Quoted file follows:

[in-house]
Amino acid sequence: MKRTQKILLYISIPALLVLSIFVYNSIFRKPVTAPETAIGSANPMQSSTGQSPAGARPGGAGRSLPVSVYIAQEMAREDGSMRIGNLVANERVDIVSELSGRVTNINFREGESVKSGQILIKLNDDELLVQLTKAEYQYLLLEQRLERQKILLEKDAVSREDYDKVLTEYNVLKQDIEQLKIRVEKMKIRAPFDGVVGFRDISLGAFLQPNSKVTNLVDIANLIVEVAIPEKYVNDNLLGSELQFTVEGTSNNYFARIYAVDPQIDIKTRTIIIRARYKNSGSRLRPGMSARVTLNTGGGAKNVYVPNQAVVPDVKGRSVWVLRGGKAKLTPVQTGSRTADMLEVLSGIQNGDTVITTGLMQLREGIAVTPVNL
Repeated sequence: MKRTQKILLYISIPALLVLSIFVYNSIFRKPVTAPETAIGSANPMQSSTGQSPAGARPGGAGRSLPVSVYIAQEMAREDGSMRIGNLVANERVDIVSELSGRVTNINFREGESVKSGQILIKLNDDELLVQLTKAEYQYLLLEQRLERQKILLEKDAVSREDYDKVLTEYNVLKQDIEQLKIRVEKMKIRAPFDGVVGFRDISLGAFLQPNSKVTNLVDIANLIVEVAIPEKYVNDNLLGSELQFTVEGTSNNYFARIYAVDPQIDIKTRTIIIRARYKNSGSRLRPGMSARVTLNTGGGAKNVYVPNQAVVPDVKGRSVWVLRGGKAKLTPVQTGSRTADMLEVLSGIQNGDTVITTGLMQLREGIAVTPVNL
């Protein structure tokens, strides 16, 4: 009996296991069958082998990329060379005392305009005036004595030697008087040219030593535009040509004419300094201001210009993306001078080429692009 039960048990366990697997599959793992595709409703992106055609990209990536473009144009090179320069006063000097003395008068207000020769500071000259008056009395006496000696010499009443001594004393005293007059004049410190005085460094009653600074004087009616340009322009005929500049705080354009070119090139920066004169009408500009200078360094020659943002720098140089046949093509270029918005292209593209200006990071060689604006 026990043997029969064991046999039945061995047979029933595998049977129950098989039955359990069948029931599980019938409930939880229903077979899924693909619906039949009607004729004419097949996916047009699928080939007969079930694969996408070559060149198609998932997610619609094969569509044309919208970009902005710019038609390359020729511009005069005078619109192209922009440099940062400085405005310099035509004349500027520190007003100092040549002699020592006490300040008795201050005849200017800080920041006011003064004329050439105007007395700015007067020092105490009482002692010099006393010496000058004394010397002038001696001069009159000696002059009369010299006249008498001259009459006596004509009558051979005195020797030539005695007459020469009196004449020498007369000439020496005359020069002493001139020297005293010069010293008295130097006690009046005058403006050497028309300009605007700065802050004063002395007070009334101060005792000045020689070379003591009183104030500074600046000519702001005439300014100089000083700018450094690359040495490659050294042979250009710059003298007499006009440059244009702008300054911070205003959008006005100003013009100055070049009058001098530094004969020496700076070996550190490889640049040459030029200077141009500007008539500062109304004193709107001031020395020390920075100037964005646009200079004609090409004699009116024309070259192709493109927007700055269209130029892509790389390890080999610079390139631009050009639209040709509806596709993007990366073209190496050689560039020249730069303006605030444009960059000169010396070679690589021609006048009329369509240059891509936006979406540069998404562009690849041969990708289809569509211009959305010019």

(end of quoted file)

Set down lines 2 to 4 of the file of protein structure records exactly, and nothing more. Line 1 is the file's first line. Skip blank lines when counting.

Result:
Amino acid sequence: MKRTQKILLYISIPALLVLSIFVYNSIFRKPVTAPETAIGSANPMQSSTGQSPAGARPGGAGRSLPVSVYIAQEMAREDGSMRIGNLVANERVDIVSELSGRVTNINFREGESVKSGQILIKLNDDELLVQLTKAEYQYLLLEQRLERQKILLEKDAVSREDYDKVLTEYNVLKQDIEQLKIRVEKMKIRAPFDGVVGFRDISLGAFLQPNSKVTNLVDIANLIVEVAIPEKYVNDNLLGSELQFTVEGTSNNYFARIYAVDPQIDIKTRTIIIRARYKNSGSRLRPGMSARVTLNTGGGAKNVYVPNQAVVPDVKGRSVWVLRGGKAKLTPVQTGSRTADMLEVLSGIQNGDTVITTGLMQLREGIAVTPVNL
Repeated sequence: MKRTQKILLYISIPALLVLSIFVYNSIFRKPVTAPETAIGSANPMQSSTGQSPAGARPGGAGRSLPVSVYIAQEMAREDGSMRIGNLVANERVDIVSELSGRVTNINFREGESVKSGQILIKLNDDELLVQLTKAEYQYLLLEQRLERQKILLEKDAVSREDYDKVLTEYNVLKQDIEQLKIRVEKMKIRAPFDGVVGFRDISLGAFLQPNSKVTNLVDIANLIVEVAIPEKYVNDNLLGSELQFTVEGTSNNYFARIYAVDPQIDIKTRTIIIRARYKNSGSRLRPGMSARVTLNTGGGAKNVYVPNQAVVPDVKGRSVWVLRGGKAKLTPVQTGSRTADMLEVLSGIQNGDTVITTGLMQLREGIAVTPVNL
């Protein structure tokens, strides 16, 4: 009996296991069958082998990329060379005392305009005036004595030697008087040219030593535009040509004419300094201001210009993306001078080429692009 039960048990366990697997599959793992595709409703992106055609990209990536473009144009090179320069006063000097003395008068207000020769500071000259008056009395006496000696010499009443001594004393005293007059004049410190005085460094009653600074004087009616340009322009005929500049705080354009070119090139920066004169009408500009200078360094020659943002720098140089046949093509270029918005292209593209200006990071060689604006 026990043997029969064991046999039945061995047979029933595998049977129950098989039955359990069948029931599980019938409930939880229903077979899924693909619906039949009607004729004419097949996916047009699928080939007969079930694969996408070559060149198609998932997610619609094969569509044309919208970009902005710019038609390359020729511009005069005078619109192209922009440099940062400085405005310099035509004349500027520190007003100092040549002699020592006490300040008795201050005849200017800080920041006011003064004329050439105007007395700015007067020092105490009482002692010099006393010496000058004394010397002038001696001069009159000696002059009369010299006249008498001259009459006596004509009558051979005195020797030539005695007459020469009196004449020498007369000439020496005359020069002493001139020297005293010069010293008295130097006690009046005058403006050497028309300009605007700065802050004063002395007070009334101060005792000045020689070379003591009183104030500074600046000519702001005439300014100089000083700018450094690359040495490659050294042979250009710059003298007499006009440059244009702008300054911070205003959008006005100003013009100055070049009058001098530094004969020496700076070996550190490889640049040459030029200077141009500007008539500062109304004193709107001031020395020390920075100037964005646009200079004609090409004699009116024309070259192709493109927007700055269209130029892509790389390890080999610079390139631009050009639209040709509806596709993007990366073209190496050689560039020249730069303006605030444009960059000169010396070679690589021609006048009329369509240059891509936006979406540069998404562009690849041969990708289809569509211009959305010019």